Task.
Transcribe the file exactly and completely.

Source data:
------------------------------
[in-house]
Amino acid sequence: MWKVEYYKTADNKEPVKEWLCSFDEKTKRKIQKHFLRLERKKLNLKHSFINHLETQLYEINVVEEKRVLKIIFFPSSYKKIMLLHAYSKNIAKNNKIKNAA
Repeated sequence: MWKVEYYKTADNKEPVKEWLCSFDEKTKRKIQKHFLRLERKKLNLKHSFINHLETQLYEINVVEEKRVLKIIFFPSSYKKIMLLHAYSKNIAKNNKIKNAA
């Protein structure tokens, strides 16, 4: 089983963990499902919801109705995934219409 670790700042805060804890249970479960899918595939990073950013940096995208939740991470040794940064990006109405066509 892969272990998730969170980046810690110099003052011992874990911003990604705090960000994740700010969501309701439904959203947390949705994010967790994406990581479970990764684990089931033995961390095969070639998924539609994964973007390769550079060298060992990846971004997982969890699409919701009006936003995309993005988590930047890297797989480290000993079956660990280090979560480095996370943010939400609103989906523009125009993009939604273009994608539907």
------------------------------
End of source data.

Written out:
[in-house]
Amino acid sequence: MWKVEYYKTADNKEPVKEWLCSFDEKTKRKIQKHFLRLERKKLNLKHSFINHLETQLYEINVVEEKRVLKIIFFPSSYKKIMLLHAYSKNIAKNNKIKNAA
Repeated sequence: MWKVEYYKTADNKEPVKEWLCSFDEKTKRKIQKHFLRLERKKLNLKHSFINHLETQLYEINVVEEKRVLKIIFFPSSYKKIMLLHAYSKNIAKNNKIKNAA
């Protein structure tokens, strides 16, 4: 089983963990499902919801109705995934219409 670790700042805060804890249970479960899918595939990073950013940096995208939740991470040794940064990006109405066509 892969272990998730969170980046810690110099003052011992874990911003990604705090960000994740700010969501309701439904959203947390949705994010967790994406990581479970990764684990089931033995961390095969070639998924539609994964973007390769550079060298060992990846971004997982969890699409919701009006936003995309993005988590930047890297797989480290000993079956660990280090979560480095996370943010939400609103989906523009125009993009939604273009994608539907």